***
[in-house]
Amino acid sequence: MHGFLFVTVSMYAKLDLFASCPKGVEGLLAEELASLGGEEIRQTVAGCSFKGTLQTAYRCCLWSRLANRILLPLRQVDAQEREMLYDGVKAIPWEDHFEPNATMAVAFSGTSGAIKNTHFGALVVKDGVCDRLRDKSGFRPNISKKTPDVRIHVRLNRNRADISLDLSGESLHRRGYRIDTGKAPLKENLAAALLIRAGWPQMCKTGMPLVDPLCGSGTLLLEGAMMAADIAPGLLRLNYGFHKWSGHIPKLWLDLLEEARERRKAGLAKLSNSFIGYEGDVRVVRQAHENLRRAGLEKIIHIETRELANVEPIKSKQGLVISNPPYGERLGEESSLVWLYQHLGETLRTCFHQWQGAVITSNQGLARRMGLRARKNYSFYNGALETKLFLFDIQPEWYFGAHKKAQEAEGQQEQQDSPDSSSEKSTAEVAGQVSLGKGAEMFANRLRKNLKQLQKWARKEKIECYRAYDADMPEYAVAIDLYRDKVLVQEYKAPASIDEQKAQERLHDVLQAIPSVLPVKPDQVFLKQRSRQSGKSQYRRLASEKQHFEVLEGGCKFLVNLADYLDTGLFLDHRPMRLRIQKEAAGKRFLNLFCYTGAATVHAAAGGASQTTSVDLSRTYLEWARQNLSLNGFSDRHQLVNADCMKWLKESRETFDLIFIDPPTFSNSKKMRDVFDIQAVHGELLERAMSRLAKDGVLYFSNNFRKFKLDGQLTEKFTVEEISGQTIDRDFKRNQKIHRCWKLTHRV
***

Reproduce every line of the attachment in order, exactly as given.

[in-house]
Amino acid sequence: MHGFLFVTVSMYAKLDLFASCPKGVEGLLAEELASLGGEEIRQTVAGCSFKGTLQTAYRCCLWSRLANRILLPLRQVDAQEREMLYDGVKAIPWEDHFEPNATMAVAFSGTSGAIKNTHFGALVVKDGVCDRLRDKSGFRPNISKKTPDVRIHVRLNRNRADISLDLSGESLHRRGYRIDTGKAPLKENLAAALLIRAGWPQMCKTGMPLVDPLCGSGTLLLEGAMMAADIAPGLLRLNYGFHKWSGHIPKLWLDLLEEARERRKAGLAKLSNSFIGYEGDVRVVRQAHENLRRAGLEKIIHIETRELANVEPIKSKQGLVISNPPYGERLGEESSLVWLYQHLGETLRTCFHQWQGAVITSNQGLARRMGLRARKNYSFYNGALETKLFLFDIQPEWYFGAHKKAQEAEGQQEQQDSPDSSSEKSTAEVAGQVSLGKGAEMFANRLRKNLKQLQKWARKEKIECYRAYDADMPEYAVAIDLYRDKVLVQEYKAPASIDEQKAQERLHDVLQAIPSVLPVKPDQVFLKQRSRQSGKSQYRRLASEKQHFEVLEGGCKFLVNLADYLDTGLFLDHRPMRLRIQKEAAGKRFLNLFCYTGAATVHAAAGGASQTTSVDLSRTYLEWARQNLSLNGFSDRHQLVNADCMKWLKESRETFDLIFIDPPTFSNSKKMRDVFDIQAVHGELLERAMSRLAKDGVLYFSNNFRKFKLDGQLTEKFTVEEISGQTIDRDFKRNQKIHRCWKLTHRV